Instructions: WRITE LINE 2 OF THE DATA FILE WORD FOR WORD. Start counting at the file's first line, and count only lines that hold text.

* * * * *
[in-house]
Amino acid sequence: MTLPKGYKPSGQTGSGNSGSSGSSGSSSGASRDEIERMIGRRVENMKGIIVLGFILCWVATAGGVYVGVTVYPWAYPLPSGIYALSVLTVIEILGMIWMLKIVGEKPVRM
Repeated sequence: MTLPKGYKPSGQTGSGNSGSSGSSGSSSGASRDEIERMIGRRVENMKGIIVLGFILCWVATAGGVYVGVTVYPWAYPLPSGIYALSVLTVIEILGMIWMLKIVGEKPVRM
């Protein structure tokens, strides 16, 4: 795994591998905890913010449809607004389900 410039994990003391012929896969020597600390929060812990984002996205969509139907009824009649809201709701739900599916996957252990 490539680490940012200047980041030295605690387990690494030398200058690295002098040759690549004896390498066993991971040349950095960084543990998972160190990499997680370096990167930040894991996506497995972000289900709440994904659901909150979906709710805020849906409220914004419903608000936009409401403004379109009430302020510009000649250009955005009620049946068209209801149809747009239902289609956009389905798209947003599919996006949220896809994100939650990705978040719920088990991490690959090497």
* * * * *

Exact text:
Amino acid sequence: MTLPKGYKPSGQTGSGNSGSSGSSGSSSGASRDEIERMIGRRVENMKGIIVLGFILCWVATAGGVYVGVTVYPWAYPLPSGIYALSVLTVIEILGMIWMLKIVGEKPVRM